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Perception and management of sociopolitical risks on large fires

Author(s): Armando Gonzalez-Caban, Donald G. MacGregor
Year Published: 2019
Description:

This work examines the perceived impact of sociopolitical factors on large fire decision making. The study is based on a set of 74 large fires in USDA Forest Service Regions 5 and 6 for the years 2009-2013. All participants were fire managers, some as part of units affected by incidents and others associated with incident management teams. A protocol was developed and implemented to support a combination of information collection approaches, including interviews, survey-type data collection, and encoding of information from incident documentation sources. Participants were asked whether there was direct involvement from influential individuals or groups in the incident management process. Their combined responses to these questions suggests that about 50% of the time they were aware of direct involvement by influential individuals and influential groups. When queried whether or not they personally saw, heard or read media coverage associated an incident at the time of the incident, the majority (63%) reported that either they had not or could not recall. Overall, respondents were somewhat aware of media reporting of incidents at the time of the incidents, and their knowledge of media reporting types covered a broad range of media pathways, including the Internet.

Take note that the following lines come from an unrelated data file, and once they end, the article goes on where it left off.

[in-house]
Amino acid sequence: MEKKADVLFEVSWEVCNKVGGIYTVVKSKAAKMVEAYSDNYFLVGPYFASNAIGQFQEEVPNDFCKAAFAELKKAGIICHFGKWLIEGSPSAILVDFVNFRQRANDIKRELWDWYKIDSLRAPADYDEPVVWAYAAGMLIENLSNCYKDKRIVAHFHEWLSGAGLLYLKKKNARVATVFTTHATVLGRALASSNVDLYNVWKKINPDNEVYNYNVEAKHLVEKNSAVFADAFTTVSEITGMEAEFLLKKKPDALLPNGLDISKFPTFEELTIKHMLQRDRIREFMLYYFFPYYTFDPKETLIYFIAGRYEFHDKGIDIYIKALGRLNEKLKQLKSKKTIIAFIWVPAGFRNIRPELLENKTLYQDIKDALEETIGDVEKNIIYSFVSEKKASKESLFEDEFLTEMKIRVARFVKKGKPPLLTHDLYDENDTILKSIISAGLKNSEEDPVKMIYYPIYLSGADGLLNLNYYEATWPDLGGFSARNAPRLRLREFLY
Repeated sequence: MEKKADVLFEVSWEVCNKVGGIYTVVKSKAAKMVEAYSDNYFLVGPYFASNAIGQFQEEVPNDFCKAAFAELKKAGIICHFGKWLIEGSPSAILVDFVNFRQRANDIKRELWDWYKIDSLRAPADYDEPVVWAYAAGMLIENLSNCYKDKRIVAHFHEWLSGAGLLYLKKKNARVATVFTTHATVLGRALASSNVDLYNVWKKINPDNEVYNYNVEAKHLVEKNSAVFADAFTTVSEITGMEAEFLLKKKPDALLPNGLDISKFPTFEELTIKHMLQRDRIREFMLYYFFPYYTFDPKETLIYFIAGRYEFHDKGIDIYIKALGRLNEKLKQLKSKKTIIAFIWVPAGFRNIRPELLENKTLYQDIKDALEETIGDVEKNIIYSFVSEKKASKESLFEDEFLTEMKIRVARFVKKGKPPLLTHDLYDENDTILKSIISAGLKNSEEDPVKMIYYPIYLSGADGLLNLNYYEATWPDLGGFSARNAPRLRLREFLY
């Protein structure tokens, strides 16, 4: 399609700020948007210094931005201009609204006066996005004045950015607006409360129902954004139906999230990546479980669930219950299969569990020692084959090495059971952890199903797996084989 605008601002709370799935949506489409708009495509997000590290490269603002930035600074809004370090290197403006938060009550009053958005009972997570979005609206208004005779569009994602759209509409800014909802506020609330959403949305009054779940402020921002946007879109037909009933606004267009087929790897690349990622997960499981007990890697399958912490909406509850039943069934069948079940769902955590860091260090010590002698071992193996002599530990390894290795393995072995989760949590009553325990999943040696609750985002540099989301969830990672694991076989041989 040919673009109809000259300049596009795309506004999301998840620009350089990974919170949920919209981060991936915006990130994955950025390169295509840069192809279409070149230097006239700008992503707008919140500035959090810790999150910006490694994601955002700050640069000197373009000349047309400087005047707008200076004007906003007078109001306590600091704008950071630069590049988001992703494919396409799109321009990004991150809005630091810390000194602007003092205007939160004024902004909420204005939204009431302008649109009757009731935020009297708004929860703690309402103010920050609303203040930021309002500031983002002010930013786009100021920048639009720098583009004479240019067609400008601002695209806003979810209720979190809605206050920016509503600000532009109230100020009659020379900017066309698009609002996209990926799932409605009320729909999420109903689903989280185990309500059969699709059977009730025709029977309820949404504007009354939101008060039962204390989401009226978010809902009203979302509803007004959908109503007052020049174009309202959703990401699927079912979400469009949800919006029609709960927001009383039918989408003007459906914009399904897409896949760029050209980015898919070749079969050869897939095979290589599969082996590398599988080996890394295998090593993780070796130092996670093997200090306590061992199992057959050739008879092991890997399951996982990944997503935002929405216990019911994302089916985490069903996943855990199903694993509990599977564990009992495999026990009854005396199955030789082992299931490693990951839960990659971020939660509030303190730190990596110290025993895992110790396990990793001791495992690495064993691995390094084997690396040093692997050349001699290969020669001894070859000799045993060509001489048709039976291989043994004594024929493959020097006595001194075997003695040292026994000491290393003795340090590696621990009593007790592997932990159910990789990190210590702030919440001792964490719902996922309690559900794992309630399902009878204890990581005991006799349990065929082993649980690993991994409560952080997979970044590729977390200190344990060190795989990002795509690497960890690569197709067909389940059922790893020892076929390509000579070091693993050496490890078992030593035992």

Citation: González-Cabán, Armando; MacGregor, Donald G. 2019. Perception and management of sociopolitical risks on large fires. In: González-Cabán, Armando; Sánchez, José J., tech. eds. Proceedings of the fifth international symposium on fire economics, planning, and policy: ecosystem services and wildfires. Gen. Tech. Rep. PSW-GTR-261 (English). Albany, CA: U.S. Department of Agriculture, Forest Service, Pacific Southwest Research Station: 167-181.
Topic(s): Human Dimensions of Fire Management, Organizational Effectiveness, Decisionmaking & Sensemaking, Risk, Risk assessment
Ecosystem(s): None
Document Type: Conference Proceedings
NRFSN number: 19086
Record updated: Mar 19, 2019